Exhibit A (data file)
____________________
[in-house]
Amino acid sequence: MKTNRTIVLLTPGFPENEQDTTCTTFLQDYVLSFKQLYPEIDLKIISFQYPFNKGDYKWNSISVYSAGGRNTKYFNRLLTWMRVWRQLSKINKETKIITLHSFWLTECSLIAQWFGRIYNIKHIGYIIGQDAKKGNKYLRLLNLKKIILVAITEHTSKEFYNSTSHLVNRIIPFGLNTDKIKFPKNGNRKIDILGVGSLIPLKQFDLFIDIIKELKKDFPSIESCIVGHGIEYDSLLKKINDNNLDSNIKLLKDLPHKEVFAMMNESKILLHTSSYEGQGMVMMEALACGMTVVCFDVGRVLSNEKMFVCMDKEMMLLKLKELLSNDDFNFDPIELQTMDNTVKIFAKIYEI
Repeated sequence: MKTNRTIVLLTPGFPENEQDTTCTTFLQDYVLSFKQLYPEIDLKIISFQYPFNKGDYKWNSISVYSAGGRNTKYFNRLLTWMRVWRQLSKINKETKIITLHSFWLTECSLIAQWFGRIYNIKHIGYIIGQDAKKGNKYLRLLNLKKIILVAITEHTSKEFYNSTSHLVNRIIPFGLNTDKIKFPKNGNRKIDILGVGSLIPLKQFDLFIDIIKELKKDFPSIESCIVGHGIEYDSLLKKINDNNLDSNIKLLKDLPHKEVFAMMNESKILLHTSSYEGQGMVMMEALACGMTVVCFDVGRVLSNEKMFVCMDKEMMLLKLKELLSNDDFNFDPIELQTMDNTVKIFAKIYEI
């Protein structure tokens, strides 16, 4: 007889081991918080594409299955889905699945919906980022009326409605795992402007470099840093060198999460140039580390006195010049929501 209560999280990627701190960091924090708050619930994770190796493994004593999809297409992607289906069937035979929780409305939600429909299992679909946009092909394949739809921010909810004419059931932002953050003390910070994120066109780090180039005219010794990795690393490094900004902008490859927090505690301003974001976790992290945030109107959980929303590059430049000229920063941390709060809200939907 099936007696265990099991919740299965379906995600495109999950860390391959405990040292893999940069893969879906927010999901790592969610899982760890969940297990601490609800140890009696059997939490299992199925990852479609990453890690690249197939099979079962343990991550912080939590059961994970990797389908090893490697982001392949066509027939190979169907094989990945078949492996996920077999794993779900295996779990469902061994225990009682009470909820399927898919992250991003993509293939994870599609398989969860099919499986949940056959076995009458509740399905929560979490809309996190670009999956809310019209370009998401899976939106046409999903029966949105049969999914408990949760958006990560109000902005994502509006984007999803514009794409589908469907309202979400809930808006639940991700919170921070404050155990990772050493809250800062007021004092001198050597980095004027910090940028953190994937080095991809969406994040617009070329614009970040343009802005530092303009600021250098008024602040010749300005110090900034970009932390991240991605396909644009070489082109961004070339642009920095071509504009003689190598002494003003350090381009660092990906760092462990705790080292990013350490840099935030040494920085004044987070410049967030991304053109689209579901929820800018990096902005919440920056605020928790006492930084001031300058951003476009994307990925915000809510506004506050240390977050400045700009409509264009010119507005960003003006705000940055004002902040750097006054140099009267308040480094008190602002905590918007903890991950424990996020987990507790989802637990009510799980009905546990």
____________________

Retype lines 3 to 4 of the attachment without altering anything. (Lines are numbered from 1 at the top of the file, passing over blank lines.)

Repeated sequence: MKTNRTIVLLTPGFPENEQDTTCTTFLQDYVLSFKQLYPEIDLKIISFQYPFNKGDYKWNSISVYSAGGRNTKYFNRLLTWMRVWRQLSKINKETKIITLHSFWLTECSLIAQWFGRIYNIKHIGYIIGQDAKKGNKYLRLLNLKKIILVAITEHTSKEFYNSTSHLVNRIIPFGLNTDKIKFPKNGNRKIDILGVGSLIPLKQFDLFIDIIKELKKDFPSIESCIVGHGIEYDSLLKKINDNNLDSNIKLLKDLPHKEVFAMMNESKILLHTSSYEGQGMVMMEALACGMTVVCFDVGRVLSNEKMFVCMDKEMMLLKLKELLSNDDFNFDPIELQTMDNTVKIFAKIYEI
């Protein structure tokens, strides 16, 4: 007889081991918080594409299955889905699945919906980022009326409605795992402007470099840093060198999460140039580390006195010049929501 209560999280990627701190960091924090708050619930994770190796493994004593999809297409992607289906069937035979929780409305939600429909299992679909946009092909394949739809921010909810004419059931932002953050003390910070994120066109780090180039005219010794990795690393490094900004902008490859927090505690301003974001976790992290945030109107959980929303590059430049000229920063941390709060809200939907 099936007696265990099991919740299965379906995600495109999950860390391959405990040292893999940069893969879906927010999901790592969610899982760890969940297990601490609800140890009696059997939490299992199925990852479609990453890690690249197939099979079962343990991550912080939590059961994970990797389908090893490697982001392949066509027939190979169907094989990945078949492996996920077999794993779900295996779990469902061994225990009682009470909820399927898919992250991003993509293939994870599609398989969860099919499986949940056959076995009458509740399905929560979490809309996190670009999956809310019209370009998401899976939106046409999903029966949105049969999914408990949760958006990560109000902005994502509006984007999803514009794409589908469907309202979400809930808006639940991700919170921070404050155990990772050493809250800062007021004092001198050597980095004027910090940028953190994937080095991809969406994040617009070329614009970040343009802005530092303009600021250098008024602040010749300005110090900034970009932390991240991605396909644009070489082109961004070339642009920095071509504009003689190598002494003003350090381009660092990906760092462990705790080292990013350490840099935030040494920085004044987070410049967030991304053109689209579901929820800018990096902005919440920056605020928790006492930084001031300058951003476009994307990925915000809510506004506050240390977050400045700009409509264009010119507005960003003006705000940055004002902040750097006054140099009267308040480094008190602002905590918007903890991950424990996020987990507790989802637990009510799980009905546990």